Impact dollars typically fund bread-and-butter facilities and infrastructure, such as road upgrades, public safety equipment, sewers and jail construction. The CIB has branched into economic development ventures in recent years, resulting in controversy and at least one lawsuit.
The CIB has funded four golf courses in the past, including a now-defunct one in Kanab, according to Christina Davis, spokeswoman for the CIB’s parent agency Department of Workforce Services.
Betting on a surge of tourists
At the July meeting, the CIB unanimously agreed to extend the water district a 30-year $10 million loan at 1% interest. Noel said the pay back money would be tied to Kane County’s transient room tax (TRT) revenue, so if the golf course’s revenues aren’t enough to service the loan, the district could fall back on this robust revenue stream arising from hotel stays.
In other words, money from federal sources finances the project and a tax on tourists pays it back. Under this plan, Kane County taxpayers and water ratepayers are not affected. Unless, of course, golfers don’t show up to play in sufficient numbers and the county has to bail out the golf course.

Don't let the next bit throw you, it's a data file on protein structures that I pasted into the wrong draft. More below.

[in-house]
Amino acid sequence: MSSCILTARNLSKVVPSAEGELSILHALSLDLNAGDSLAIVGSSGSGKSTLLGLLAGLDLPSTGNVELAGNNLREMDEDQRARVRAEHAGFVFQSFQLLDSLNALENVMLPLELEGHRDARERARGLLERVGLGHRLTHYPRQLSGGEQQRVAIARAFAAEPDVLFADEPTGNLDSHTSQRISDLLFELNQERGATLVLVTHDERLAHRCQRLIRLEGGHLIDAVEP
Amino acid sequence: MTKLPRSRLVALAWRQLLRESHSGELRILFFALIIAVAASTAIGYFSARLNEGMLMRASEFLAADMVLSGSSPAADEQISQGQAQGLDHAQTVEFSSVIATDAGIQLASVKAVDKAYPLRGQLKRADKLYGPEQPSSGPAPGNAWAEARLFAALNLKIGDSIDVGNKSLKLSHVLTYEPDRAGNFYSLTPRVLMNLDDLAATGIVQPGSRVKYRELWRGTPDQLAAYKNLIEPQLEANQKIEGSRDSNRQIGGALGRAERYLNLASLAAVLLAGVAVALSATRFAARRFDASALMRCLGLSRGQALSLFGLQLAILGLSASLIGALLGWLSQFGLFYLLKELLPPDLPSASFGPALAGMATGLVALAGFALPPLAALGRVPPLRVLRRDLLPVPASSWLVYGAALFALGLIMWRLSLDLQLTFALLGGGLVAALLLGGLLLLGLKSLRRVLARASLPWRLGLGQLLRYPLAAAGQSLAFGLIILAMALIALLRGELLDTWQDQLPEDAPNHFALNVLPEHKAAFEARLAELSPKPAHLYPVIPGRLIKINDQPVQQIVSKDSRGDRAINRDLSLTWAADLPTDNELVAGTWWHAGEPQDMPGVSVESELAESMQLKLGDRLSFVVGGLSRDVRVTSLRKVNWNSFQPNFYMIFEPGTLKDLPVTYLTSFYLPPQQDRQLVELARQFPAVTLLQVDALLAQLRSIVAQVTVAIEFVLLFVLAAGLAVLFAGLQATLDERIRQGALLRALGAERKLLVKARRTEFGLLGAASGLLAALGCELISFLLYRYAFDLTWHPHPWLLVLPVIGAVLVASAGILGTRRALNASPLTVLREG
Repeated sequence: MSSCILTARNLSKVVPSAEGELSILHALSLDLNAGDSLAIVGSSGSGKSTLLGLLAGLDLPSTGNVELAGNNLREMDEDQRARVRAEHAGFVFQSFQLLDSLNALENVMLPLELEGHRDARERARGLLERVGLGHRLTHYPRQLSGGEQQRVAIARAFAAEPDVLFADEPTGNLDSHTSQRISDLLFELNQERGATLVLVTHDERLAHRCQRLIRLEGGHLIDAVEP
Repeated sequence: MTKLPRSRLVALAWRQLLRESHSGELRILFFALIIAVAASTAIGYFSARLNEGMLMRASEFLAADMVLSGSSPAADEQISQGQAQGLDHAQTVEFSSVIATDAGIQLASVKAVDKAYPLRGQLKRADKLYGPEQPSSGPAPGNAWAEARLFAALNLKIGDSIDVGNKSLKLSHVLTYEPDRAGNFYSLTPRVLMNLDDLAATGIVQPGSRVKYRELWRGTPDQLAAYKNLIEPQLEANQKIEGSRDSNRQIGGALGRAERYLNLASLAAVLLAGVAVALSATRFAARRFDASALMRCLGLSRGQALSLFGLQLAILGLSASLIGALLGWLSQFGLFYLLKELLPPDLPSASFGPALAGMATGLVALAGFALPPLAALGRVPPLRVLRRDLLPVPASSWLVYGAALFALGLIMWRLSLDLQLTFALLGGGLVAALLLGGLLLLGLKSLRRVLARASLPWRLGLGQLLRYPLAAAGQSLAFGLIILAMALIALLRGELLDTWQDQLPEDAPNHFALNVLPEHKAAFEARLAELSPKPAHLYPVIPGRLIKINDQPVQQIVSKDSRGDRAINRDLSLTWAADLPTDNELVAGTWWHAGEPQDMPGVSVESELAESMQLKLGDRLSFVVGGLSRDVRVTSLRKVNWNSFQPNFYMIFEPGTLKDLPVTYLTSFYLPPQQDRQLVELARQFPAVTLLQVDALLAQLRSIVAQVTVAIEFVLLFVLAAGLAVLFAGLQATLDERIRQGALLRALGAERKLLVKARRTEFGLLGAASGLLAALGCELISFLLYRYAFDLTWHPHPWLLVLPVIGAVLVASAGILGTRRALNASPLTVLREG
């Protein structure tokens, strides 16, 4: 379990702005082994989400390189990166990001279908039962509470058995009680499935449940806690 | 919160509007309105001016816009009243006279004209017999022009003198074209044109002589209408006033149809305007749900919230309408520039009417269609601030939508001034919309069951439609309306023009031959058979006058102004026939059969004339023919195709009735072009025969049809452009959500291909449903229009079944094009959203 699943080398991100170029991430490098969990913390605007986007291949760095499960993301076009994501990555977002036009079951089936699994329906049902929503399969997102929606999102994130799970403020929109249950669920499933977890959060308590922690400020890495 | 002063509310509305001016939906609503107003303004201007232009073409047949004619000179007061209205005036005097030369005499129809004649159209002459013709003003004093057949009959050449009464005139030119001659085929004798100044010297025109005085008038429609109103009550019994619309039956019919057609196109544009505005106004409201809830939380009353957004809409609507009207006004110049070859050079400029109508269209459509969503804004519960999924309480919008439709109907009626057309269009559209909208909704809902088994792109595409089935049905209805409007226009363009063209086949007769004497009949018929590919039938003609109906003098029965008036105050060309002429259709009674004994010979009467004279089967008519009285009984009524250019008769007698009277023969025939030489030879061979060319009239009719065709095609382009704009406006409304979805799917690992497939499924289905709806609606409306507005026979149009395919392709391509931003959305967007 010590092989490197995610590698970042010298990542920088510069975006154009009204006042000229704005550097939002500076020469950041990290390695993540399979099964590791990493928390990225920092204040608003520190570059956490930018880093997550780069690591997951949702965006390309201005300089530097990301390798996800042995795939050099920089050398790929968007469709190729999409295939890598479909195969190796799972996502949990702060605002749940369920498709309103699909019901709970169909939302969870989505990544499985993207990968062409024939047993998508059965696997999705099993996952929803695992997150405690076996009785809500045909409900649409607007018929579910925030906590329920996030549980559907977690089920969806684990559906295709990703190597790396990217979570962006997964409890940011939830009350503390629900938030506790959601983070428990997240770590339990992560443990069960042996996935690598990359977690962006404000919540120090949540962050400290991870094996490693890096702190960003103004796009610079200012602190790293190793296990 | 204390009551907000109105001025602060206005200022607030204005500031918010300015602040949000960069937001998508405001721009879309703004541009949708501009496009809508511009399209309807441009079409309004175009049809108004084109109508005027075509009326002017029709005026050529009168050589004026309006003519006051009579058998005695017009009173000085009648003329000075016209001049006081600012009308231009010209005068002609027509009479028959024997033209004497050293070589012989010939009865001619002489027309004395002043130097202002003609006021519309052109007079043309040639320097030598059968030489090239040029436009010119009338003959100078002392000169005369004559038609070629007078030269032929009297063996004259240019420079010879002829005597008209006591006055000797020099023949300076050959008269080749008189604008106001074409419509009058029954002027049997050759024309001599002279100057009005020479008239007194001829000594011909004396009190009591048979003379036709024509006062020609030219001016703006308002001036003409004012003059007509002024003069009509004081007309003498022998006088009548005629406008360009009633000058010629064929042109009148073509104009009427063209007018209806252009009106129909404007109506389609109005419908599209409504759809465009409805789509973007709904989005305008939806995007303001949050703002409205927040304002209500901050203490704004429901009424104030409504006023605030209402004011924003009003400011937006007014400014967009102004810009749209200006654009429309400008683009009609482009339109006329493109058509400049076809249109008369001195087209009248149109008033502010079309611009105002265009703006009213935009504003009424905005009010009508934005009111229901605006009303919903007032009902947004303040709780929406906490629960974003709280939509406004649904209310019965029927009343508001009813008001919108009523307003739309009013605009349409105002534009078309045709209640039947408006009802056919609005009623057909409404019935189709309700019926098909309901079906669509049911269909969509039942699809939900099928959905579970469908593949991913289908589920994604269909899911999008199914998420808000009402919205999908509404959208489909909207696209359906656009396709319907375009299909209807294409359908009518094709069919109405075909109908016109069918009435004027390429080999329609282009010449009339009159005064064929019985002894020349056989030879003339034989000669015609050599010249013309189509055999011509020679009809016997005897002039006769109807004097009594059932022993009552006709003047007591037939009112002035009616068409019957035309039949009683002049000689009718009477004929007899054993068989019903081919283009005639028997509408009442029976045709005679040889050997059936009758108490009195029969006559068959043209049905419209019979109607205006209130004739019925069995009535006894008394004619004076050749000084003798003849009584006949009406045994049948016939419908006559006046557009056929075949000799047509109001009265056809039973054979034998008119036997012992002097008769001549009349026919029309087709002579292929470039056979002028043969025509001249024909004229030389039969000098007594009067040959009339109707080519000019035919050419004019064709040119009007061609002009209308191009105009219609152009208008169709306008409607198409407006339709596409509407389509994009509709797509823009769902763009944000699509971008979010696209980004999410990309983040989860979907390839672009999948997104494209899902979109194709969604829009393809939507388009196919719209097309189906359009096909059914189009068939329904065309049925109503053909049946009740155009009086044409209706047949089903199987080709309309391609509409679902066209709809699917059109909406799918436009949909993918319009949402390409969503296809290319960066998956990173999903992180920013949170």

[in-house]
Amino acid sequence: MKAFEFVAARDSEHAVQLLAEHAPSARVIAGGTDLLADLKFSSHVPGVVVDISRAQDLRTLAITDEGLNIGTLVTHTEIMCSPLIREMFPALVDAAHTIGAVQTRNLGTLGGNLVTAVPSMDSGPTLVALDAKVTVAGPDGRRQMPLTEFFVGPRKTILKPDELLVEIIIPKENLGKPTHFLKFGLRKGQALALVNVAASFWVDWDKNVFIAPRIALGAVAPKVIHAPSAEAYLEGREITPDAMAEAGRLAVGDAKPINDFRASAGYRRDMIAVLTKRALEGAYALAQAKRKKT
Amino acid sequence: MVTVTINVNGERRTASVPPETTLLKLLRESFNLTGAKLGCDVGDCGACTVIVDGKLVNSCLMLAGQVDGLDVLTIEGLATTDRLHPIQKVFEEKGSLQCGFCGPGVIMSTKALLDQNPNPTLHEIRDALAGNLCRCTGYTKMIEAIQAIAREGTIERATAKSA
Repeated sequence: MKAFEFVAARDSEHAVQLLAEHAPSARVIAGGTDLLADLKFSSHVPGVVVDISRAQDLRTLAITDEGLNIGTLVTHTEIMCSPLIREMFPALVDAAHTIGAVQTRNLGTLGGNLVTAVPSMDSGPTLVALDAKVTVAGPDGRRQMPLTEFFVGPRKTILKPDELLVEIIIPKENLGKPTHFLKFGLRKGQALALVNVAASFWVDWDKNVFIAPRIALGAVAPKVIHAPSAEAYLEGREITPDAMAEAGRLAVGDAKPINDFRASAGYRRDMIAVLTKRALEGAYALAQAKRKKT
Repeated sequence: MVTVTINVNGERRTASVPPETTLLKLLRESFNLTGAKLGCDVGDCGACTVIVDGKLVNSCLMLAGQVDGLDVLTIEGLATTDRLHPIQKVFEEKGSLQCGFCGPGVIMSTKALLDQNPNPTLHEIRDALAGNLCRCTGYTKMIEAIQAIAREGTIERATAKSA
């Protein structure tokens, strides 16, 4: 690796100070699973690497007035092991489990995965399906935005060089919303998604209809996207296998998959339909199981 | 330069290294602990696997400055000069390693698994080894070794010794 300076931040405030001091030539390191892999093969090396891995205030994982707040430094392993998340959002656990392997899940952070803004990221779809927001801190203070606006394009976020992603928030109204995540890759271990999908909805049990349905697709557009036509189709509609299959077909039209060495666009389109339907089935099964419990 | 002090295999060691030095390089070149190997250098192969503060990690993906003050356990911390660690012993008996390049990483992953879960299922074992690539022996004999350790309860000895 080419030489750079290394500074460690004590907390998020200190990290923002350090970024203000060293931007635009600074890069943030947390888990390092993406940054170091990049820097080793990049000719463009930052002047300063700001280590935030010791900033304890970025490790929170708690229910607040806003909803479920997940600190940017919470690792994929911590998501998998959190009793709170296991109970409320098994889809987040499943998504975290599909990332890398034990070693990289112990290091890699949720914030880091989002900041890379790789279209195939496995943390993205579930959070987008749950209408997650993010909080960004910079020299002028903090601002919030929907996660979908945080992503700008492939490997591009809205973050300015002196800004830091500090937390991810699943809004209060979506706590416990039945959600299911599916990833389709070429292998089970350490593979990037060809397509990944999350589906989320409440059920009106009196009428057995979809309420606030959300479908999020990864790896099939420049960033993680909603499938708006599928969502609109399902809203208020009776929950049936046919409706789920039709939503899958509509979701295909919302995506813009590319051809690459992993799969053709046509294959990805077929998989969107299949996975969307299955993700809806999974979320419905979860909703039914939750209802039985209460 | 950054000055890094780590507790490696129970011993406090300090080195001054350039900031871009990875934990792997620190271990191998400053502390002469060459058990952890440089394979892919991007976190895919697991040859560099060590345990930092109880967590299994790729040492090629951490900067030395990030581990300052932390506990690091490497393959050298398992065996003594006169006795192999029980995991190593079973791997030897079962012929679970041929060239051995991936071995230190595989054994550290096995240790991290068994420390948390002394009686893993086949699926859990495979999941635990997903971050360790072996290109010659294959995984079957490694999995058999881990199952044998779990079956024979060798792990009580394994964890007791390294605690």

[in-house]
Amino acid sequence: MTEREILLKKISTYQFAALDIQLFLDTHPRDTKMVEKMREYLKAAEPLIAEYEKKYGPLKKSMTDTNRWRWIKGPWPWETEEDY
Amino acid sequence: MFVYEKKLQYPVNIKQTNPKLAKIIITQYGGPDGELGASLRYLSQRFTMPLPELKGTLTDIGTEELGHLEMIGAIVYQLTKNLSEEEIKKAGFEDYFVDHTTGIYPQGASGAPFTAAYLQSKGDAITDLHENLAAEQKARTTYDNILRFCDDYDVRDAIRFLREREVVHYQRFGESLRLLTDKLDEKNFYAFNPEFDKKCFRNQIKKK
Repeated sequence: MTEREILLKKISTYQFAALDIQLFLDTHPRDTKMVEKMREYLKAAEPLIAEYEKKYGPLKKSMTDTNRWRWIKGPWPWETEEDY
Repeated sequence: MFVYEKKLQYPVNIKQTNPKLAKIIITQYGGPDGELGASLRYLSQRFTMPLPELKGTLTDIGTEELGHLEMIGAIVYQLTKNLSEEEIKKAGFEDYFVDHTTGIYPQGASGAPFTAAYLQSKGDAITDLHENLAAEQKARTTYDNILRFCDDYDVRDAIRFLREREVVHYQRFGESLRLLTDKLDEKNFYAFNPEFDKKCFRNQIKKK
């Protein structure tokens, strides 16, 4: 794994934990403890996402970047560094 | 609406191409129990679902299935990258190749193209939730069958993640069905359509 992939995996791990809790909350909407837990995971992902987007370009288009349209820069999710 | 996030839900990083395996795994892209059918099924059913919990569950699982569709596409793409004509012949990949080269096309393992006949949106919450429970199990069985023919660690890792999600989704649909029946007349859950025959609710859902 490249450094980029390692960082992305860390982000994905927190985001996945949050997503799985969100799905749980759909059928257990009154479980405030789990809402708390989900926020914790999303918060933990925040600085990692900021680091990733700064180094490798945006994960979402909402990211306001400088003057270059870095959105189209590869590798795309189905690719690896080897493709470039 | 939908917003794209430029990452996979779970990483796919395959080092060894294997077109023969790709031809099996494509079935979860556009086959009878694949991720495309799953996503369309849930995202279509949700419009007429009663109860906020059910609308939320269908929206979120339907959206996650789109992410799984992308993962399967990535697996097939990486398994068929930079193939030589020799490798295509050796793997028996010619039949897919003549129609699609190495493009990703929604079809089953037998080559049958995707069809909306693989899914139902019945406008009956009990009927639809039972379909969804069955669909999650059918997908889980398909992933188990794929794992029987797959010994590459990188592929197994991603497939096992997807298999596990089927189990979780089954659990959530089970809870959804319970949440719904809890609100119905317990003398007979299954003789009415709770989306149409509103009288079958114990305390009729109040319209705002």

That won’t be a concern, Noel assured the CIB. The district’s consultant, Z. Gordon Davidson, conducted a market analysis that predicts the course would host 18,000 rounds its first year and level off at 25,000 rounds in its fourth year. At $100 a round, the net operating income at that level of play would be $802,000.
Noel told the CIB that Kane County is on board with the project as a partner and the County Commission has approved the use of TRT revenue to the tune of $350,000 a year to pay down the loan. That’s the amount the district would need to pay to service a $10 million loan at 1% interest, he said.
Noel also claimed that the district’s lawyer, Rob Van Dyke, who happens to also serve as the elected Kane County attorney, drafted an interlocal agreement concerning governance of the golf course.
“In the agreement, there would be a board. The board would be made up of members of the [Kanab] City Council, the [Kane] County Commission,” Noel told the CIB. “The County Commission wants that. That’s what they told us. They want to be the driver on this as far as the recreational portion of it.”
All this came as news to the Kane County Commission, which posted a letter to the public clarifying where it currently stands.
Kane County is still on the fence